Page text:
85% of Vivendi Game's sales are from World of Warcraft, that's both impressive and scary. Note how the numbers are going up from 2005 to 2007. It is interesting that they see other MMO games as a threat, and see both "refreshing" WoW or a new MMOG as the solution to "World of Warcraft's potentially decreasing revenue".
The development of MMOG products requires substantial up-front expenditures. Vivendi Games may not be able to recover development costs for its future MMOG products.

Consumer preferences for games are usually cyclical and difficult to predict, and even the most successful titles remain popular for only limited periods of time, unless refreshed with new content. In order to remain competitive in the MMOG market, Vivendi Games must continuously develop new products and enhancements to existing products. Because of the significant complexity of MMOG games, these products require a longer development time and are more expensive to create than traditional console game products. In addition, the long lead time involved in developing a MMOG product and the significant allocation of financial resources that each product requires means it is critical that Vivendi Games accurately predict consumer demand for new MMOG products. While World of Warcraft's popularity allowed it to recoup its production costs, if future MMOG products do not achieve expected market acceptance or generate sufficient sales and subscription revenues upon introduction, Vivendi Games may not be able to recover the development and marketing costs associated with new products, and its financial results could suffer.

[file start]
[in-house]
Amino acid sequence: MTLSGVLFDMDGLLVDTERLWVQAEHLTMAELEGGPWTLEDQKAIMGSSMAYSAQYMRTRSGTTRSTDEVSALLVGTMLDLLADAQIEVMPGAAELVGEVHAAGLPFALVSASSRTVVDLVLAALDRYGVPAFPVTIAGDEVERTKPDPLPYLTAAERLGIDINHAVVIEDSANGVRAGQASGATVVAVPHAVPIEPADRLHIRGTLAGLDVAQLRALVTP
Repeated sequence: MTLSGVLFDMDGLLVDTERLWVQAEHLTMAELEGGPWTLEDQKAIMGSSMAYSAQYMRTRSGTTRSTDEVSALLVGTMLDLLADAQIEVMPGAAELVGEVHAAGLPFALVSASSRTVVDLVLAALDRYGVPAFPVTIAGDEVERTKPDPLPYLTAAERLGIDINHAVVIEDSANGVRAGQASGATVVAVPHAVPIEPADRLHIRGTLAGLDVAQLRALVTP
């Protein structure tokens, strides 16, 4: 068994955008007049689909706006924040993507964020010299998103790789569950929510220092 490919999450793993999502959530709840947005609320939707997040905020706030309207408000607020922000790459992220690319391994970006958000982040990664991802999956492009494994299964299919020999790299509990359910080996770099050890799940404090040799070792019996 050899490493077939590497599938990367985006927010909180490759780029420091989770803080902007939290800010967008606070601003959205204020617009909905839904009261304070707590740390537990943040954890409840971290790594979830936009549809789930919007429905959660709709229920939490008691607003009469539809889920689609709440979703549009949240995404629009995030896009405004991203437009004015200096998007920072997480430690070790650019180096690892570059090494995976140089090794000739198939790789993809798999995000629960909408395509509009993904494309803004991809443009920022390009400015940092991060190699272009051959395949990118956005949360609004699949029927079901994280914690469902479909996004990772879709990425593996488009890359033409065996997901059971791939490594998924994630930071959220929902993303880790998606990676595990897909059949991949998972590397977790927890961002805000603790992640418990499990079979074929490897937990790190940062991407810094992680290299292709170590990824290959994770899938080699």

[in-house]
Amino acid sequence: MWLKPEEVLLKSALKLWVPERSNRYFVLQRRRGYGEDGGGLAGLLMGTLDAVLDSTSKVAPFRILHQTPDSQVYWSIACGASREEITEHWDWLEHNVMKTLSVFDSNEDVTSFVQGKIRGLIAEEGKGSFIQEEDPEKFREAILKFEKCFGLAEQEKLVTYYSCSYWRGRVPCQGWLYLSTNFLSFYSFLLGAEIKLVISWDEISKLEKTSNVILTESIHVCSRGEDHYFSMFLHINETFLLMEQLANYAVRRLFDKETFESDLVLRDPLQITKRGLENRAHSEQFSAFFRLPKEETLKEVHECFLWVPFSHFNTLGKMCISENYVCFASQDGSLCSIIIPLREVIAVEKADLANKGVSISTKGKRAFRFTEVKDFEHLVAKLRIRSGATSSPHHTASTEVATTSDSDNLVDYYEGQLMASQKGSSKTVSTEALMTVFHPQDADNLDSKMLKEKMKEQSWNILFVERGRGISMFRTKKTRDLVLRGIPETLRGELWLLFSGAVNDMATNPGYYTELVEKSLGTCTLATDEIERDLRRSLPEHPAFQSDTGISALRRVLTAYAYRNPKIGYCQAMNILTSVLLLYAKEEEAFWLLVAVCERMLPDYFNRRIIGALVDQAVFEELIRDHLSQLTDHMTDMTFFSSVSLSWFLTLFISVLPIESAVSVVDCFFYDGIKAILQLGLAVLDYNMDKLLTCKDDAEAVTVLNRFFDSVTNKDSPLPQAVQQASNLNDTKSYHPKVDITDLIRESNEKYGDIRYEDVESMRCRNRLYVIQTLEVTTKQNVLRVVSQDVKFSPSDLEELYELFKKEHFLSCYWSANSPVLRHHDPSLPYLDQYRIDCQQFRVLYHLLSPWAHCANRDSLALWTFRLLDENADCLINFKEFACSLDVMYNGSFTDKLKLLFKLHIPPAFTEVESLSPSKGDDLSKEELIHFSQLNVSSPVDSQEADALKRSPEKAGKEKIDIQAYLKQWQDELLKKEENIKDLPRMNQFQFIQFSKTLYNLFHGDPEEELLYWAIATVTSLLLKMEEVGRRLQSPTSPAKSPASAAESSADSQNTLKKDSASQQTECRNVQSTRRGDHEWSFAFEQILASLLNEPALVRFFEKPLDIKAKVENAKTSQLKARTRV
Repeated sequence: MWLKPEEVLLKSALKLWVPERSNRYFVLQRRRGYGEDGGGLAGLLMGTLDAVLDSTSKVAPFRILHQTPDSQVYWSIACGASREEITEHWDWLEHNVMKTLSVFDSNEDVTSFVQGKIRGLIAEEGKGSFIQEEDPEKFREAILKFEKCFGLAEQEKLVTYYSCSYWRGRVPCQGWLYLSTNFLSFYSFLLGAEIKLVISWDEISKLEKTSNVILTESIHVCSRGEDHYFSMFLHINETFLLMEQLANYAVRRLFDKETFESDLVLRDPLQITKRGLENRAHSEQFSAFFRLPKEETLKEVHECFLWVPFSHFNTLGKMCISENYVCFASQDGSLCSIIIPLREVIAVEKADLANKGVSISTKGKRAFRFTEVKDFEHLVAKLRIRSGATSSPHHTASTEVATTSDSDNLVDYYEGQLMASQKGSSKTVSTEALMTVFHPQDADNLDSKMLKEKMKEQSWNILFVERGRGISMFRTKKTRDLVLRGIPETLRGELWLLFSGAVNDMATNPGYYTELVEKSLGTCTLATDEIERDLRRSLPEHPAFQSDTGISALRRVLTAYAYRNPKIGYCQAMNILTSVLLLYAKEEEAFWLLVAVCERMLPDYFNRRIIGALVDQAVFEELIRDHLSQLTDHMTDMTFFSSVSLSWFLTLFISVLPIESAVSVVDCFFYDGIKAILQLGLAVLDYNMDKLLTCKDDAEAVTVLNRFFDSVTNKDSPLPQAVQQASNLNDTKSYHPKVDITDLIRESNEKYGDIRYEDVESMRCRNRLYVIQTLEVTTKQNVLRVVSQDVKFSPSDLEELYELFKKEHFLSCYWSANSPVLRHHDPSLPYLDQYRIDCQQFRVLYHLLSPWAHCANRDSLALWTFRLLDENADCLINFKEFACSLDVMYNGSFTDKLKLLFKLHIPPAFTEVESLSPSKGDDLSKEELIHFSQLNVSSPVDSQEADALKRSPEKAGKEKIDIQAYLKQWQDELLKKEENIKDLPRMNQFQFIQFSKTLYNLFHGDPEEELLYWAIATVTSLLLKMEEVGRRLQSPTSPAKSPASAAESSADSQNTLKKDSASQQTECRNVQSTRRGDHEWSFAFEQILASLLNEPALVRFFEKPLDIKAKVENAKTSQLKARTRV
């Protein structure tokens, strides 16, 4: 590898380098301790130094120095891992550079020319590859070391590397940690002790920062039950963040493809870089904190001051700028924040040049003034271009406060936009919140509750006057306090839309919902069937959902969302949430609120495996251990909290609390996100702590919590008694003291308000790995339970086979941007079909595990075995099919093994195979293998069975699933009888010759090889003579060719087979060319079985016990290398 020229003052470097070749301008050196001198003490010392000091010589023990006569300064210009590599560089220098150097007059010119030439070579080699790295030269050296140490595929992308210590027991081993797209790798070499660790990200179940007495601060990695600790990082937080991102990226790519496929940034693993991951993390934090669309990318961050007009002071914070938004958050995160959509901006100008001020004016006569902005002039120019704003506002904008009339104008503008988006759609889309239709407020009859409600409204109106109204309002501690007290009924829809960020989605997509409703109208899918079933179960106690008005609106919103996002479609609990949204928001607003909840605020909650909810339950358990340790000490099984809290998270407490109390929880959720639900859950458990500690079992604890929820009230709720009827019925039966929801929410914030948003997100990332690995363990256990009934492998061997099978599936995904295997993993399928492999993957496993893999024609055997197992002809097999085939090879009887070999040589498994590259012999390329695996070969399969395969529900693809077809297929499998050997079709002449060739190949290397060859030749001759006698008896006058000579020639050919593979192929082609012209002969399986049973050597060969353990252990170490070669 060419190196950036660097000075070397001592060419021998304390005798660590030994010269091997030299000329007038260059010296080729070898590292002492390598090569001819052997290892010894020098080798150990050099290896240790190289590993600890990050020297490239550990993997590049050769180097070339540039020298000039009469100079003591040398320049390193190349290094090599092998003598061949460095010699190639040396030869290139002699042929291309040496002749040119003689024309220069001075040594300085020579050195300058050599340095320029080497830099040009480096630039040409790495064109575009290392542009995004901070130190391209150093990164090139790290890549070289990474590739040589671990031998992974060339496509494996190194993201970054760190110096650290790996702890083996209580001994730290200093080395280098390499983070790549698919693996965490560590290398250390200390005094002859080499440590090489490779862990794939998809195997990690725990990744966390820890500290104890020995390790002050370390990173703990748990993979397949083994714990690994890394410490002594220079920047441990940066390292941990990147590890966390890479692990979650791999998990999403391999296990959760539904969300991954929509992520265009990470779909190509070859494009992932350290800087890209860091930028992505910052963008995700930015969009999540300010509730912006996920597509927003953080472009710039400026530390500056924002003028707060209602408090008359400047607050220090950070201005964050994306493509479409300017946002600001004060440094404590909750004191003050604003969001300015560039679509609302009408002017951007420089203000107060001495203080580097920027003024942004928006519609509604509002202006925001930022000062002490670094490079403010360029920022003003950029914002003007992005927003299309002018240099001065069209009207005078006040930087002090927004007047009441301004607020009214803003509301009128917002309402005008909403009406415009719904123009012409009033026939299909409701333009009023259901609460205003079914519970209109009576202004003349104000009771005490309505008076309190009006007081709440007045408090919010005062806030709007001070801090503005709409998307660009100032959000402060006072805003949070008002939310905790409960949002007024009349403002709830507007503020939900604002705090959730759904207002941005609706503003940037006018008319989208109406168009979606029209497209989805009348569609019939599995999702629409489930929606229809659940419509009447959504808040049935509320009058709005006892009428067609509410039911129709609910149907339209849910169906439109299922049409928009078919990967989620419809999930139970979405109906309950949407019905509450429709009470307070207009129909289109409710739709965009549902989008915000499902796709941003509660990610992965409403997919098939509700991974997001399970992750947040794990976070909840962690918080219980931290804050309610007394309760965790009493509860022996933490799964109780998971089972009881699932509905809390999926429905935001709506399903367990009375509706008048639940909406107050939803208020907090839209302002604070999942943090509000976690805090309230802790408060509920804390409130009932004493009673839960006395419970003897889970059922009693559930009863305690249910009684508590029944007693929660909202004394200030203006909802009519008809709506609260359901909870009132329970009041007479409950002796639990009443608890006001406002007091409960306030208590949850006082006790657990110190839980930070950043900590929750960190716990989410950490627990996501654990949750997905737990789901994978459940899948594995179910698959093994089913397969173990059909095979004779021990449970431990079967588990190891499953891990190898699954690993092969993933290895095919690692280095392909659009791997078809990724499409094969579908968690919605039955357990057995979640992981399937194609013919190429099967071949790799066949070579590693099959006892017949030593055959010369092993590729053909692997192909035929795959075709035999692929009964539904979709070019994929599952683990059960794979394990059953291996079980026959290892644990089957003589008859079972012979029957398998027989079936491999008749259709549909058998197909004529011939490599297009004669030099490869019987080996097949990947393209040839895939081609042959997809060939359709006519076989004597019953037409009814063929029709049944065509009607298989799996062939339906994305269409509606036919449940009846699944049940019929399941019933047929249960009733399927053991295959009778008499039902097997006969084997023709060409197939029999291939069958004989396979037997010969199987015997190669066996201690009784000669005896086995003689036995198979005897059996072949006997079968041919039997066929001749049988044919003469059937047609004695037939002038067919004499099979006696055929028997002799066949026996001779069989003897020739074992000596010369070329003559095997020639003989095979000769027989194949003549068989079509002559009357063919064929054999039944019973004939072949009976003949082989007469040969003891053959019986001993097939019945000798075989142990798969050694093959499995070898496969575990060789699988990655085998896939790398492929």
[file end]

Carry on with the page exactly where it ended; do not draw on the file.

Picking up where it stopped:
In other words, while World of Warcraft is extremely successful, Blizzard does not have the recipe for the secret sauce of MMO design, which would guarantee their next game to be successful as well. The danger here is developers being scared from moving away from what worked in the past, with the next game being something too similar to World of Warcraft.
A substantial portion of Vivendi Games' revenues are derived from subscriptions paid by World of Warcraft subscribers. If these customers cancel their subscriptions, Vivendi Games' financial condition could suffer.